Google launched a tool a few years ago that uses Google Earth satellite imagery to determine if solar power is a good investment. Project Sunroof uses your address to decide whether you get enough usable sunlit hours during the year to justify installing a solar system. If you’re looking at off-grid locations, you may need to hunt down the coordinates if these sites have trouble finding your home.

The exact number of panels you need will depend on several variables, including:

  • The type of solar panel
  • How much energy your household uses on an annual basis
  • How many usable solar hours your home receives during the year

If you’re currently connected to the grid, just look at your electric bill to determine roughly how much power you use every month. You can figure out your daily usage by taking that number and dividing it by the average days of the month.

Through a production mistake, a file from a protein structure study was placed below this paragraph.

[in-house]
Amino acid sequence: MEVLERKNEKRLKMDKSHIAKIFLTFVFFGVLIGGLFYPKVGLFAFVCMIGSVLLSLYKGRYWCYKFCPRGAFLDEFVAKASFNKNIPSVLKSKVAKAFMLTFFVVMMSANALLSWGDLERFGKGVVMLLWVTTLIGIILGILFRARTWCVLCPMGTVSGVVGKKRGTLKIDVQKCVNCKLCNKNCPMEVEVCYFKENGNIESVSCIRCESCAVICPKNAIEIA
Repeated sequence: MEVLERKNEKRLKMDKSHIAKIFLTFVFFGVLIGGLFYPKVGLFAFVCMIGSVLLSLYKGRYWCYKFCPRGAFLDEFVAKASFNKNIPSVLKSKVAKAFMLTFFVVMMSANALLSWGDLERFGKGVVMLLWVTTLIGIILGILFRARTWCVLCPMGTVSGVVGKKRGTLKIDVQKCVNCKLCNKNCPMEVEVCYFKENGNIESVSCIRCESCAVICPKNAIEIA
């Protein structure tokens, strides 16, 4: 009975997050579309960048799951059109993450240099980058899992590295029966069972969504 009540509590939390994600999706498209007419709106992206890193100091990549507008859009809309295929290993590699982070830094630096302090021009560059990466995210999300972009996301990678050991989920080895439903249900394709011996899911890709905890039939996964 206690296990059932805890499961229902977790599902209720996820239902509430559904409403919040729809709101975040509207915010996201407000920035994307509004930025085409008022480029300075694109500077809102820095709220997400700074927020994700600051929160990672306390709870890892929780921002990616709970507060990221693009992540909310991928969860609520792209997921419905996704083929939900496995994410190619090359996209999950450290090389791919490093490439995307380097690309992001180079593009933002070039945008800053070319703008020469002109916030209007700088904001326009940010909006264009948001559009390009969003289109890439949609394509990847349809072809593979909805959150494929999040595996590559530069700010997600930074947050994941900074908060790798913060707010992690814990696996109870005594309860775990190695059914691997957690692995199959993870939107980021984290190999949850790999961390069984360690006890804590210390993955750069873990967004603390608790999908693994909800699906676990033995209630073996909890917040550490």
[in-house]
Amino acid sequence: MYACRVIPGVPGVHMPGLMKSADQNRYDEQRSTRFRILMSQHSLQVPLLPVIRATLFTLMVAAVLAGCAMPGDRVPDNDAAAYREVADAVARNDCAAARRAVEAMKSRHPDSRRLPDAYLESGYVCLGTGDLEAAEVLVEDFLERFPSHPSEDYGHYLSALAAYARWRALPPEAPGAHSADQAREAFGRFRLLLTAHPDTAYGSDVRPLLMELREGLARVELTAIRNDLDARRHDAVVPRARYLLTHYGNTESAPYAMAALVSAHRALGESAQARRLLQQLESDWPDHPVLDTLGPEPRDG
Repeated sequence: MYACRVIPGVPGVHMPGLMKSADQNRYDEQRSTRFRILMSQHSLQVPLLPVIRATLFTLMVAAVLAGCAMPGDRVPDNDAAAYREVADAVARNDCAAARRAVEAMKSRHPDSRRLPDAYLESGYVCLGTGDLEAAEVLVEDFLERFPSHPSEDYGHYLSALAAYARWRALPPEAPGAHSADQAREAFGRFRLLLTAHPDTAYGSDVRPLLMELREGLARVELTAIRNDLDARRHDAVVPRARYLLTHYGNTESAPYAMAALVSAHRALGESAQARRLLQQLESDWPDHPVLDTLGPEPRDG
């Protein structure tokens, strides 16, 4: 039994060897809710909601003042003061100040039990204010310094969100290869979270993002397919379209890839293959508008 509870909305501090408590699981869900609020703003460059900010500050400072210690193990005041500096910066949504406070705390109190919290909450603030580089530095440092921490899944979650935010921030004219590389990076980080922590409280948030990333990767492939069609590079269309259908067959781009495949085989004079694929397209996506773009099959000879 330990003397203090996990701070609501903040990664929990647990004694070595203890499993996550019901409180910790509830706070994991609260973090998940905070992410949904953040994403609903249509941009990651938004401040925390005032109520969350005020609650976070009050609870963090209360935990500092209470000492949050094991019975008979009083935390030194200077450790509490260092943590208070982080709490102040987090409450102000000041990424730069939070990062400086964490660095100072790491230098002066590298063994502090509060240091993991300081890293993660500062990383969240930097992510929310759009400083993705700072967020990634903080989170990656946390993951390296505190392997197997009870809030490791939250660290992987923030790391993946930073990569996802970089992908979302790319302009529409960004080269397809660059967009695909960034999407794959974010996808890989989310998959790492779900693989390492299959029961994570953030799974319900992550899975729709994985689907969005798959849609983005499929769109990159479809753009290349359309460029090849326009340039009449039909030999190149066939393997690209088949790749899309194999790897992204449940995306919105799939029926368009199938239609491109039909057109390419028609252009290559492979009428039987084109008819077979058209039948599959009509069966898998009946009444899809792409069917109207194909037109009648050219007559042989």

Make sure you talk to an experienced solar installer before you start making decisions. It’s easy to make a mistake that could leave you without power when you need it most.

Wind Energy

Best Regions: Northeast (costal and mountains), West (costal and mountain passes), Midwest (open plains), Northeast (costal and mountain passes), Southeast (coastal only).

On a smaller scale, wind power can be a viable option for off-grid property owners. You won’t be installing one of the massive industrial turbines you see in giant wind farms, though. Instead, you’ll want to invest in smaller systems that are easier to maintain while still providing plenty of renewable off-grid energy.